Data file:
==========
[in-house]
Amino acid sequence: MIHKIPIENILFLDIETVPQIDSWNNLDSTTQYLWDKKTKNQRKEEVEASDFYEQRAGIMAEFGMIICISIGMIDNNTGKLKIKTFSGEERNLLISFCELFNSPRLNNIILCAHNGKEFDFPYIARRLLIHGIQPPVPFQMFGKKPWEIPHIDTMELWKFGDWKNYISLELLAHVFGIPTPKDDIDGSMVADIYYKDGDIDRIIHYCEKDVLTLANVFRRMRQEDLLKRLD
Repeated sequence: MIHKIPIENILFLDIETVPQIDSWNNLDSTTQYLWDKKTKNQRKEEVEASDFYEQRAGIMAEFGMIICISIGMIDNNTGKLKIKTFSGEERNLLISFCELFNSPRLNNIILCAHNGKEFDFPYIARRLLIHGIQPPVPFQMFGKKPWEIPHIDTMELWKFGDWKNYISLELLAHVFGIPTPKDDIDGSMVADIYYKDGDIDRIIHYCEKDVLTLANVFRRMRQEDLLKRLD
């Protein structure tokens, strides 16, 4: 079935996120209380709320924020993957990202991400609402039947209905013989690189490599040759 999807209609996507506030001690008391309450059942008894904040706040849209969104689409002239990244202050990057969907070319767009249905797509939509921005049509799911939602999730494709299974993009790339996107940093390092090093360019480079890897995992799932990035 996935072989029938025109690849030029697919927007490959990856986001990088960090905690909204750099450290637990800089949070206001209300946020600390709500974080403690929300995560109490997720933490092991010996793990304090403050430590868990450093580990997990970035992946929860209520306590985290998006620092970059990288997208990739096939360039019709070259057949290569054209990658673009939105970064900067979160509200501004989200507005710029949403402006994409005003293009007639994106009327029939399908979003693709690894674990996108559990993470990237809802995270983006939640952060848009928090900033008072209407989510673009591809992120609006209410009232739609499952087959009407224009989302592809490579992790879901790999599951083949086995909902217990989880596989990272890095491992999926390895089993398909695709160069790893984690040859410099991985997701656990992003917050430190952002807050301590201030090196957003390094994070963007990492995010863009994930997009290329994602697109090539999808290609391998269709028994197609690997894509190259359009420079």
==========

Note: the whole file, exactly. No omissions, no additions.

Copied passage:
[in-house]
Amino acid sequence: MIHKIPIENILFLDIETVPQIDSWNNLDSTTQYLWDKKTKNQRKEEVEASDFYEQRAGIMAEFGMIICISIGMIDNNTGKLKIKTFSGEERNLLISFCELFNSPRLNNIILCAHNGKEFDFPYIARRLLIHGIQPPVPFQMFGKKPWEIPHIDTMELWKFGDWKNYISLELLAHVFGIPTPKDDIDGSMVADIYYKDGDIDRIIHYCEKDVLTLANVFRRMRQEDLLKRLD
Repeated sequence: MIHKIPIENILFLDIETVPQIDSWNNLDSTTQYLWDKKTKNQRKEEVEASDFYEQRAGIMAEFGMIICISIGMIDNNTGKLKIKTFSGEERNLLISFCELFNSPRLNNIILCAHNGKEFDFPYIARRLLIHGIQPPVPFQMFGKKPWEIPHIDTMELWKFGDWKNYISLELLAHVFGIPTPKDDIDGSMVADIYYKDGDIDRIIHYCEKDVLTLANVFRRMRQEDLLKRLD
């Protein structure tokens, strides 16, 4: 079935996120209380709320924020993957990202991400609402039947209905013989690189490599040759 999807209609996507506030001690008391309450059942008894904040706040849209969104689409002239990244202050990057969907070319767009249905797509939509921005049509799911939602999730494709299974993009790339996107940093390092090093360019480079890897995992799932990035 996935072989029938025109690849030029697919927007490959990856986001990088960090905690909204750099450290637990800089949070206001209300946020600390709500974080403690929300995560109490997720933490092991010996793990304090403050430590868990450093580990997990970035992946929860209520306590985290998006620092970059990288997208990739096939360039019709070259057949290569054209990658673009939105970064900067979160509200501004989200507005710029949403402006994409005003293009007639994106009327029939399908979003693709690894674990996108559990993470990237809802995270983006939640952060848009928090900033008072209407989510673009591809992120609006209410009232739609499952087959009407224009989302592809490579992790879901790999599951083949086995909902217990989880596989990272890095491992999926390895089993398909695709160069790893984690040859410099991985997701656990992003917050430190952002807050301590201030090196957003390094994070963007990492995010863009994930997009290329994602697109090539999808290609391998269709028994197609690997894509190259359009420079």